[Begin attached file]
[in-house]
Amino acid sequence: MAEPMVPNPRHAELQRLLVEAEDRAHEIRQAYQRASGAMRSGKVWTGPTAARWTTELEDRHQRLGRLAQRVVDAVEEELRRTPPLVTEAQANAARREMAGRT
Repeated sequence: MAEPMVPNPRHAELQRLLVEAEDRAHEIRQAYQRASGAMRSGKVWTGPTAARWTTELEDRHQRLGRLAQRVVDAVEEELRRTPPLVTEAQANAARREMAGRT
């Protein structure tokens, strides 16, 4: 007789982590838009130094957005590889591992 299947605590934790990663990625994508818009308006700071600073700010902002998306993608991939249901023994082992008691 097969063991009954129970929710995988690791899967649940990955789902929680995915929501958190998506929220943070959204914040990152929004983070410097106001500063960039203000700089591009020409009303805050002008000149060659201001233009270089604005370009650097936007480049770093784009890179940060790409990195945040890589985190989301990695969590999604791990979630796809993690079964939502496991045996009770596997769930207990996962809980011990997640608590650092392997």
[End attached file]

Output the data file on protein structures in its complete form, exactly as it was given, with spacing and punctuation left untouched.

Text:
[in-house]
Amino acid sequence: MAEPMVPNPRHAELQRLLVEAEDRAHEIRQAYQRASGAMRSGKVWTGPTAARWTTELEDRHQRLGRLAQRVVDAVEEELRRTPPLVTEAQANAARREMAGRT
Repeated sequence: MAEPMVPNPRHAELQRLLVEAEDRAHEIRQAYQRASGAMRSGKVWTGPTAARWTTELEDRHQRLGRLAQRVVDAVEEELRRTPPLVTEAQANAARREMAGRT
């Protein structure tokens, strides 16, 4: 007789982590838009130094957005590889591992 299947605590934790990663990625994508818009308006700071600073700010902002998306993608991939249901023994082992008691 097969063991009954129970929710995988690791899967649940990955789902929680995915929501958190998506929220943070959204914040990152929004983070410097106001500063960039203000700089591009020409009303805050002008000149060659201001233009270089604005370009650097936007480049770093784009890179940060790409990195945040890589985190989301990695969590999604791990979630796809993690079964939502496991045996009770596997769930207990996962809980011990997640608590650092392997």